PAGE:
lobz

Golden Member
Feb 10, 2017
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More like it's actually on-time as opposed to Come-ith Late.
In that case it'd be all the more surprising if Rocket Lake would end up even remotely on-time. I know that the board and the investors are buying the very same obvious crap since 2017's Cannon Lake from quarter to quarter, but why should we?
 

Dayman1225

Senior member
Aug 14, 2017
988
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If 7nm is going to fill out the entire stack, doesn't that mean 6-7 fabs? And, in pretty short order too.
No. As of Q4'18 (Last time Intel updated this slide) Intel "only" had 3 14nm Fabs online, though I imagine pretty large fabs at that and since then they have expanded the capacity of those fabs.

1588085429378.png
 

Cardyak

Member
Sep 12, 2018
27
19
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In the realm of crazyness. Got this dropped...

Project << Starwars Moon? >>
ISA << IA-FUTURE >>
Node << Intel 5nm >>

From the later cove core to the above is the equivalent aggregate perf/watt enhancement of P5 on 0.8 μm to the later cove core. <== Other than the vague info.

5nm development has started.
5nm memories will be next.
5nm logic will be after.
5nm microarchitectures+other ip after that.
w/ the launch being a short time from now in a foundry very, very near....

Regardless, I'm going to distance myself even further from these "intel" people.
Almost certain I'm taking the bait here, but this is an interesting post regardless.

Okay so first of all - This sounds far to good to be true. You mean the gap in perf/watt on the latest cove compared to this new super-secret architecture is better than all of the perf/watt increases from the latest Cove to the P5? First of all can you clarify what the phrase "Later cove core" means? Are we referring to Sunny, Willow, Golden, or even something later?

Surely the designs for Intel's 5nm architectures are way to far out to really offer any granular detail on performance metrics?
 

NostaSeronx

Diamond Member
Sep 18, 2011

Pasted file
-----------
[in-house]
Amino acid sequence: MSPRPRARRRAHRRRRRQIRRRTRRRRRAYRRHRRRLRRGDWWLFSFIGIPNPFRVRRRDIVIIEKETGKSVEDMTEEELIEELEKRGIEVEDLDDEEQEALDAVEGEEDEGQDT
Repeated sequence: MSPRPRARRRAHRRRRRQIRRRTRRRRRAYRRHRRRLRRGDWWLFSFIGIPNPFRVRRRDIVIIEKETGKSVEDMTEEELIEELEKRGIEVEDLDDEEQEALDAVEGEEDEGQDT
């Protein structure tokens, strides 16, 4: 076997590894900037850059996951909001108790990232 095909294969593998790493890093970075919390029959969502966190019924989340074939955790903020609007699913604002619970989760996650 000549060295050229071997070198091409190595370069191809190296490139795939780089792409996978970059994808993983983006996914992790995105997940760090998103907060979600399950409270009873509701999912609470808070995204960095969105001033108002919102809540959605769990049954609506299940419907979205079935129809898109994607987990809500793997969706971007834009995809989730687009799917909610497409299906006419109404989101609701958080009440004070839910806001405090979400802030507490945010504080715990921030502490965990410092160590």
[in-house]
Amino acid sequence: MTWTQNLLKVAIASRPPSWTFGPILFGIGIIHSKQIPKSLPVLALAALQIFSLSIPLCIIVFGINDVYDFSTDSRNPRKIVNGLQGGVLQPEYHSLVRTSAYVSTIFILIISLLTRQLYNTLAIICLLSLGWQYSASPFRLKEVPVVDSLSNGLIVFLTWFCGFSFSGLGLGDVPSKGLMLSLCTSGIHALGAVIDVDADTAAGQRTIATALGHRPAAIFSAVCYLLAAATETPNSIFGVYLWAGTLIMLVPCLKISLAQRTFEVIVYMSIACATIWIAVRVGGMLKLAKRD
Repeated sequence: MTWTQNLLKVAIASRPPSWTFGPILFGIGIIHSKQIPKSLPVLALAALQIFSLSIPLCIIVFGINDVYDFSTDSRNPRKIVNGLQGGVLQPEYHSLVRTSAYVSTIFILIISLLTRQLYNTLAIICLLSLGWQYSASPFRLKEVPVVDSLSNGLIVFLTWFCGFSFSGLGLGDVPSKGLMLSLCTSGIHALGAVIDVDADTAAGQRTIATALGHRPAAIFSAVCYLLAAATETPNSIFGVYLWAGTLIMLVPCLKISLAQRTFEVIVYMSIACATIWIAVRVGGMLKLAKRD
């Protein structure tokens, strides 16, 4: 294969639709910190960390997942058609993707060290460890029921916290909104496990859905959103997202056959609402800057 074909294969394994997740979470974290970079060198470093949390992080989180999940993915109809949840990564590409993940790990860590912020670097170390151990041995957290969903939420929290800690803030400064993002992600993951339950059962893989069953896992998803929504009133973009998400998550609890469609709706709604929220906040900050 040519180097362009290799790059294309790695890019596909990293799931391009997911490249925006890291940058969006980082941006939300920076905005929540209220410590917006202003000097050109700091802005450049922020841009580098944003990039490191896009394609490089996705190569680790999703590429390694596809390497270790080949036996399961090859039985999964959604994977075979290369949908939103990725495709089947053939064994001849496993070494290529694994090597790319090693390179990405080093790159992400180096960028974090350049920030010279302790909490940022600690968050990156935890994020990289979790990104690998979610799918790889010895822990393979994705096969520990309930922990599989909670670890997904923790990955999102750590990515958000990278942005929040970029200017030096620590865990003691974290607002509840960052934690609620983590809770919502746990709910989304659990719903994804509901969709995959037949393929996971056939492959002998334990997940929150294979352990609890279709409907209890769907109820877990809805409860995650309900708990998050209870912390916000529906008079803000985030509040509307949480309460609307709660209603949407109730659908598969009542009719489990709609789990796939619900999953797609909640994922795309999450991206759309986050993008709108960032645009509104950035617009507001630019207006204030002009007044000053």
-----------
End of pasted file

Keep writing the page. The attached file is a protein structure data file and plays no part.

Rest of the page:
3,031
612
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Okay so first of all - This sounds far to good to be true. You mean the gap in perf/watt on the latest cove compared to this new super-secret architecture is better than all of the perf/watt increases from the latest Cove to the P5? First of all can you clarify what the phrase "Later cove core" means? Are we referring to Sunny, Willow, Golden, or even something later?
Where I found it didn't specify what Cove core it was talking about on the roadmap. Other than it was later rather than earlier, since we only know about Goldencove, I originally had Goldencove in the spot.
Palmcove (10nm) -> Sunnycove (10nm+) -> Willowcove(10nm++) -> Goldencove (10nm+++) -> --- Cove (7nm) -> --- Cove (7nm+) --> "Deadsun 1" (7nm++) -> "Deadsun 2" (5nm)

Most of it was about the first 5nm CPU core only though. DS1 will go half-way(probaby, the 7nm up-port wasn't mentioned at all) and DS2 will go all the way.
Surely the designs for Intel's 5nm architectures are way to far out to really offer any granular detail on performance metrics?
Anything canned between May 3, 2013 to June 21, 2018 might be back on the table. Also, compared to previous architectures this one has the most funding comparatively. The architecture is being worked on by all teams with C2DG/Haifa team being in command seat from the get-go. Rather, than build it at Folsom or Oregon and have Haifa fix it if it isn't feasible for production. It is particularly an all-in architecture, much like how AMD went with Zen.

I'm currently watching for any updates with;
BiTS team (known work on IA32 EL/Houdini/IA32 and Intel 64 DBT instructions)
DRVFS team (known work on SoftMachines)
EPIC team (known work on EPIC ISA and EPIC instruction set extentsion to IA32/Intel 64)

For the potential perf/watt improvements and IA-FUTURE.

The metrics are probably from planning and simulations with the 7nm risk production. With the increased margin of hitting the end goal with the 5nm node.

DBT unit shouldn't translate between ARM instruction to x86 instruction. (Specifically, the DBT unit is after the decoder not before it) Rather, converts decoded R/M/I operand/addresses from physical(ex. finite(R0-R15)) to virtual(ex. infinite(vR0-vR∞)). As well as some other features allowing for thread rotations, as well as automatic fencing. (Which is used in conjuction with the consistency/security manager around the retire/scheduler)